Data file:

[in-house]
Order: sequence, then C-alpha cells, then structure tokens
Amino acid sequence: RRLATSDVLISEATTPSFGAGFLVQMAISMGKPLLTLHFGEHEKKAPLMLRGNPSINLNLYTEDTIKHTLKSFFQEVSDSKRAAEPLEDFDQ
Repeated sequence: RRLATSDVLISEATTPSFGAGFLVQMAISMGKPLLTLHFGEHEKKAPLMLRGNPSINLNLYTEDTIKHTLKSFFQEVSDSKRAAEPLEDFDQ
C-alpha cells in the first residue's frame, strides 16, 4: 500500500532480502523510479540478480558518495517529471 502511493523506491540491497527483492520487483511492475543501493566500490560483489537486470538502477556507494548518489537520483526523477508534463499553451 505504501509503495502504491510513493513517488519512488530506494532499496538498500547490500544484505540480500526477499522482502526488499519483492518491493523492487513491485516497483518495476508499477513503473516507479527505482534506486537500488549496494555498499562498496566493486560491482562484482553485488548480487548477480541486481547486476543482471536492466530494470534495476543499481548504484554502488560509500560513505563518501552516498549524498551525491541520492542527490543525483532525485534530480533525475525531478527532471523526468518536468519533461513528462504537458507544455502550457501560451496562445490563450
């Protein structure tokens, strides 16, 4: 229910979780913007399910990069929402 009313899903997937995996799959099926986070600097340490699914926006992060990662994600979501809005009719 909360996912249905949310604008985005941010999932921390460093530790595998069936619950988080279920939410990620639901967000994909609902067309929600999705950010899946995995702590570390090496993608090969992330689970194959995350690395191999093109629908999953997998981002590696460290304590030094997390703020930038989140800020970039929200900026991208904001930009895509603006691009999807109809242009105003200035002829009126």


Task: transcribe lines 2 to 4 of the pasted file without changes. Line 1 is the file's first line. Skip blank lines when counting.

Order: sequence, then C-alpha cells, then structure tokens
Amino acid sequence: RRLATSDVLISEATTPSFGAGFLVQMAISMGKPLLTLHFGEHEKKAPLMLRGNPSINLNLYTEDTIKHTLKSFFQEVSDSKRAAEPLEDFDQ
Repeated sequence: RRLATSDVLISEATTPSFGAGFLVQMAISMGKPLLTLHFGEHEKKAPLMLRGNPSINLNLYTEDTIKHTLKSFFQEVSDSKRAAEPLEDFDQ